Friday, 1 March 96 Washington, DC
1. SPACE THING: THERE'S THIS BIG SPHERE WITH A 12-MILE FLAGELLUM!
The release of a White House report on the growing hazard from
orbiting debris just happened to coincide with the ignominious
release of a $440M Italian research satellite trailing a 12-mile
tether. According to the report, there are 7,000 pieces of debris
large enough to track (uh, make that 7,001), and the number keeps
growing as junk collides with junk creating smaller pieces; about
3,000 pieces are spent rocket stages and dead satellites. Some
of those satellites are dead because they collided with existing
debris. Numerous pits from pieces too small to track are found
on the shuttle after every mission, raising serious concern about
the many space walks required to construct the space station.
2. HOUSE SCIENCE COMMITTEE HOLDS HEARING ON THE "PRESS REPORT."
The study, "Allocating Federal Funds for Science and Technology,"
released last November (WN 1 Dec 95), was requested by the Senate Appropriations Committee.
In written testimony, APS President Robert Schrieffer and
President-Elect D. Allan Bromley generally praised the NRC study,
but took strong exception to a proposal to switch to a science
and technology budget (S&T), rather than a R&D budget as is
presently the case. Although a S&T budget would more accurately
reflect investment in innovation for comparison with other
countries, it would make it difficult to reallocate funds from
such things as weapons testing to civilian research, a process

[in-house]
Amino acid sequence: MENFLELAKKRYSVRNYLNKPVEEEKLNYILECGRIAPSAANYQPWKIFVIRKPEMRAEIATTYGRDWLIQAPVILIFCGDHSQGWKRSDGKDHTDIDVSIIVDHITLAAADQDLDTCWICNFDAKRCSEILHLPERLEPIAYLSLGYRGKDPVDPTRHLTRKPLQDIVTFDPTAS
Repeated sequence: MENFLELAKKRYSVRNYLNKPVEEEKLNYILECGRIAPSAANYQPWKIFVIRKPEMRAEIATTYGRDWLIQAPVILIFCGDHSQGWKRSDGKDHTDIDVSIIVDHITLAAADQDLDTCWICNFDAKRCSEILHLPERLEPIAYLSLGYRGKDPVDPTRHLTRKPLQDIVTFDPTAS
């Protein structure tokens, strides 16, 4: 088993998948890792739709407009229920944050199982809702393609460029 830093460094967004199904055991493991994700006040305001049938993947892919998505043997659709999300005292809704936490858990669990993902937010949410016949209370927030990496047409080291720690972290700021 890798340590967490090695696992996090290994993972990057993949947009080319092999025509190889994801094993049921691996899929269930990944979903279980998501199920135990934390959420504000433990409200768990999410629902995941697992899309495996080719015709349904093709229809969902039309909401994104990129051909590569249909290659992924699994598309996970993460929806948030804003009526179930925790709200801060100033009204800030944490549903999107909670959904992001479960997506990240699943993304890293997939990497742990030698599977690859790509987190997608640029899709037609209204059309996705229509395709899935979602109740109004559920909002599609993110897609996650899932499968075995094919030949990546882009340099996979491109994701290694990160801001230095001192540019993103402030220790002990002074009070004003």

that has gone on since the end of the Cold War. They also
objected to a recommendation favoring academic institutions over
national labs, arguing that the two are in fact complementary.
3. WITH TWO WEEKS TO GO, FY 96 APPROPRIATIONS REMAIN UNFINISHED.
Seeming more dispirited than rested, the GOP-led Congress came
back Monday, after a three-week break, facing a 15 March deadline
to keep the government running (WN 26 Jan 96). Bob Livingston (R-LA), chair of the House
appropriations Committee, predicted passage of a single "omnibus"
bill to cover the four unfinished appropriations bills: Commerce,
Labor, Health and VA/HUD/IA. He expects the funding levels to be
about the same as in the current continuing resolution. Congress
must then get moving on the FY 97 appropriations; the process
will be compressed by fall elections.
4. TROUBLE AT THE NAE -- LAWYERS SAID TO BE LICKING THEIR CHOPS!
Seven months ago, Harold Liebowitz was elected to a six-year term
as President of the National Academy of Engineering; that also
makes him vice-chair of the National Research Council. But the
National Academy of Sciences Council, which oversees the NRC,
unanimously voted to censure Liebowitz, strip his power and cut
off the NRC portion of his salary. The NAE Council responded by
expressing its own concern about Liebowitz's capacity to perform
his duties. But there is no provision in NAE by-laws to remove a
President -- and Liebowitz apparently does not plan to go gently.